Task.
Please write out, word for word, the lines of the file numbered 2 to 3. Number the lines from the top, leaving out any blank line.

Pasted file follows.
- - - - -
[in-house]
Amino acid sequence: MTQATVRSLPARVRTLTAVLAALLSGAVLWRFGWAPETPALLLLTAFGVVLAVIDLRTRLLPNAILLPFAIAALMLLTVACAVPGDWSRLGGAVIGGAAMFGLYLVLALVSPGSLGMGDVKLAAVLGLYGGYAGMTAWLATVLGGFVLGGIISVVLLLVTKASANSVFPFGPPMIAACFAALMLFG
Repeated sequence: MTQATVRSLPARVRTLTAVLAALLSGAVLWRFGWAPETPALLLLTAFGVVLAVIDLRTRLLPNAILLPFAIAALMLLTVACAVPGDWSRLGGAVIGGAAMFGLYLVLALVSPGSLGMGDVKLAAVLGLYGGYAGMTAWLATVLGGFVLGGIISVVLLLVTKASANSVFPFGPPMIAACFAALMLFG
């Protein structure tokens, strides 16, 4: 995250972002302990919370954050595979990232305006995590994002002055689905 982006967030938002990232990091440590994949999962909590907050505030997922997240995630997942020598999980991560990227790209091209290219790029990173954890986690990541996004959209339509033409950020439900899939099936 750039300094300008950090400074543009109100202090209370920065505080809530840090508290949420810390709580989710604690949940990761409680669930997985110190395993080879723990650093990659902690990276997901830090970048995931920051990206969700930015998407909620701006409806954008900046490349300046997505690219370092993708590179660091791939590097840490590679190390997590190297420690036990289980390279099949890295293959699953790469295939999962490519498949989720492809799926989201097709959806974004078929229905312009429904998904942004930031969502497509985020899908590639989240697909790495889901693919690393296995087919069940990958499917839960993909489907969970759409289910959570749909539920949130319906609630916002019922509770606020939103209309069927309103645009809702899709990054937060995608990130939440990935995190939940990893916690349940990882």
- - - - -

Amino acid sequence: MTQATVRSLPARVRTLTAVLAALLSGAVLWRFGWAPETPALLLLTAFGVVLAVIDLRTRLLPNAILLPFAIAALMLLTVACAVPGDWSRLGGAVIGGAAMFGLYLVLALVSPGSLGMGDVKLAAVLGLYGGYAGMTAWLATVLGGFVLGGIISVVLLLVTKASANSVFPFGPPMIAACFAALMLFG
Repeated sequence: MTQATVRSLPARVRTLTAVLAALLSGAVLWRFGWAPETPALLLLTAFGVVLAVIDLRTRLLPNAILLPFAIAALMLLTVACAVPGDWSRLGGAVIGGAAMFGLYLVLALVSPGSLGMGDVKLAAVLGLYGGYAGMTAWLATVLGGFVLGGIISVVLLLVTKASANSVFPFGPPMIAACFAALMLFG